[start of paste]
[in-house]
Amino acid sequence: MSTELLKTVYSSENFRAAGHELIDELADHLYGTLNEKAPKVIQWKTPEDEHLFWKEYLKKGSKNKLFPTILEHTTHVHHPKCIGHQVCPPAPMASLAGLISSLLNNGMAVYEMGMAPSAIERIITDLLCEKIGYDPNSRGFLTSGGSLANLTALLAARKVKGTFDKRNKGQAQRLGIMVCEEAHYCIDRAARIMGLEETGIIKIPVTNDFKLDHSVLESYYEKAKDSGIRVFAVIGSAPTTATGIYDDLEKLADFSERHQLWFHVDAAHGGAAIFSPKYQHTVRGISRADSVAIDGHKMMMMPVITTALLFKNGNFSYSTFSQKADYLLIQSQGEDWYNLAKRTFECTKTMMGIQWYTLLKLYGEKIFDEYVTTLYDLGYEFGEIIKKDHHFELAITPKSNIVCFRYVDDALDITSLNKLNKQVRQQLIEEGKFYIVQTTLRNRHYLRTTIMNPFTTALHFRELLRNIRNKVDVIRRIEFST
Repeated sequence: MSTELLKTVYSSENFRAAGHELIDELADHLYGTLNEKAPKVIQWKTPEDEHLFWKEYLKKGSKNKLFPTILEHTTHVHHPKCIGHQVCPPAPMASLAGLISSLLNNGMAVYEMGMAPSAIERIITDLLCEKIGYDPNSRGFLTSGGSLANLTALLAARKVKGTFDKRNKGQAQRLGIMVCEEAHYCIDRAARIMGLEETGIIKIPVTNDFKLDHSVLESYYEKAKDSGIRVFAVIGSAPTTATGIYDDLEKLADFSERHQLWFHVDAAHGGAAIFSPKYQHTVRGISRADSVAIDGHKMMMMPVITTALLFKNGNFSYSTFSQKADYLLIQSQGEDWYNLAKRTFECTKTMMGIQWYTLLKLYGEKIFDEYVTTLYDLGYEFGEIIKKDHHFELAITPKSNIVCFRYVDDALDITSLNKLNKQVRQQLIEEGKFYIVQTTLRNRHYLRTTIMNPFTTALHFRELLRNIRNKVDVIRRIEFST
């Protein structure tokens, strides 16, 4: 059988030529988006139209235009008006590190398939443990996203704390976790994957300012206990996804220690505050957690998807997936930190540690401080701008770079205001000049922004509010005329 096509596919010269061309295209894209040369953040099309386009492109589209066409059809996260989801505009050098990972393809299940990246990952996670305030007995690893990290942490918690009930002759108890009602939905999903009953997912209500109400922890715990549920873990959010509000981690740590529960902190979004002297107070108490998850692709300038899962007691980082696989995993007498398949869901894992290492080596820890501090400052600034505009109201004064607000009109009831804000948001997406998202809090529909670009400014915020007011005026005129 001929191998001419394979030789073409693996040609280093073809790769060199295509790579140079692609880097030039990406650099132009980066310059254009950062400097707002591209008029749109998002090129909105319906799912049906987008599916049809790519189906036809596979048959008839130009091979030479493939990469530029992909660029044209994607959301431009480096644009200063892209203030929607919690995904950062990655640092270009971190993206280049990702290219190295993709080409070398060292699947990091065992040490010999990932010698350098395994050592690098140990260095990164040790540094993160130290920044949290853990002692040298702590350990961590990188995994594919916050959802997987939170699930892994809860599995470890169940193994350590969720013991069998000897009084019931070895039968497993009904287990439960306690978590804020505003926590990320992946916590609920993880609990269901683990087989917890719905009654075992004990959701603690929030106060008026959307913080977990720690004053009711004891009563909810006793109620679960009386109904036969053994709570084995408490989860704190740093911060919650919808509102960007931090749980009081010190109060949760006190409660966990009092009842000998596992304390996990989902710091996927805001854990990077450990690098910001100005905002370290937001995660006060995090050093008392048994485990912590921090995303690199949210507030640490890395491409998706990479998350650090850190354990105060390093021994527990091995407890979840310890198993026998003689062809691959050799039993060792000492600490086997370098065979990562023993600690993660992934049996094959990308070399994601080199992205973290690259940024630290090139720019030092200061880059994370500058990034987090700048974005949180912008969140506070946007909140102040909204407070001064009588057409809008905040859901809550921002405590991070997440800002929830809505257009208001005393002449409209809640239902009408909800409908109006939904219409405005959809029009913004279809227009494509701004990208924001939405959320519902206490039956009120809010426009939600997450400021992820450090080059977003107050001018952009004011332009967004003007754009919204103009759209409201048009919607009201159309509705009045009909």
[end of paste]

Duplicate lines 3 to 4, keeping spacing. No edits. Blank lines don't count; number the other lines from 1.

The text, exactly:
Repeated sequence: MSTELLKTVYSSENFRAAGHELIDELADHLYGTLNEKAPKVIQWKTPEDEHLFWKEYLKKGSKNKLFPTILEHTTHVHHPKCIGHQVCPPAPMASLAGLISSLLNNGMAVYEMGMAPSAIERIITDLLCEKIGYDPNSRGFLTSGGSLANLTALLAARKVKGTFDKRNKGQAQRLGIMVCEEAHYCIDRAARIMGLEETGIIKIPVTNDFKLDHSVLESYYEKAKDSGIRVFAVIGSAPTTATGIYDDLEKLADFSERHQLWFHVDAAHGGAAIFSPKYQHTVRGISRADSVAIDGHKMMMMPVITTALLFKNGNFSYSTFSQKADYLLIQSQGEDWYNLAKRTFECTKTMMGIQWYTLLKLYGEKIFDEYVTTLYDLGYEFGEIIKKDHHFELAITPKSNIVCFRYVDDALDITSLNKLNKQVRQQLIEEGKFYIVQTTLRNRHYLRTTIMNPFTTALHFRELLRNIRNKVDVIRRIEFST
């Protein structure tokens, strides 16, 4: 059988030529988006139209235009008006590190398939443990996203704390976790994957300012206990996804220690505050957690998807997936930190540690401080701008770079205001000049922004509010005329 096509596919010269061309295209894209040369953040099309386009492109589209066409059809996260989801505009050098990972393809299940990246990952996670305030007995690893990290942490918690009930002759108890009602939905999903009953997912209500109400922890715990549920873990959010509000981690740590529960902190979004002297107070108490998850692709300038899962007691980082696989995993007498398949869901894992290492080596820890501090400052600034505009109201004064607000009109009831804000948001997406998202809090529909670009400014915020007011005026005129 001929191998001419394979030789073409693996040609280093073809790769060199295509790579140079692609880097030039990406650099132009980066310059254009950062400097707002591209008029749109998002090129909105319906799912049906987008599916049809790519189906036809596979048959008839130009091979030479493939990469530029992909660029044209994607959301431009480096644009200063892209203030929607919690995904950062990655640092270009971190993206280049990702290219190295993709080409070398060292699947990091065992040490010999990932010698350098395994050592690098140990260095990164040790540094993160130290920044949290853990002692040298702590350990961590990188995994594919916050959802997987939170699930892994809860599995470890169940193994350590969720013991069998000897009084019931070895039968497993009904287990439960306690978590804020505003926590990320992946916590609920993880609990269901683990087989917890719905009654075992004990959701603690929030106060008026959307913080977990720690004053009711004891009563909810006793109620679960009386109904036969053994709570084995408490989860704190740093911060919650919808509102960007931090749980009081010190109060949760006190409660966990009092009842000998596992304390996990989902710091996927805001854990990077450990690098910001100005905002370290937001995660006060995090050093008392048994485990912590921090995303690199949210507030640490890395491409998706990479998350650090850190354990105060390093021994527990091995407890979840310890198993026998003689062809691959050799039993060792000492600490086997370098065979990562023993600690993660992934049996094959990308070399994601080199992205973290690259940024630290090139720019030092200061880059994370500058990034987090700048974005949180912008969140506070946007909140102040909204407070001064009588057409809008905040859901809550921002405590991070997440800002929830809505257009208001005393002449409209809640239902009408909800409908109006939904219409405005959809029009913004279809227009494509701004990208924001939405959320519902206490039956009120809010426009939600997450400021992820450090080059977003107050001018952009004011332009967004003007754009919204103009759209409201048009919607009201159309509705009045009909």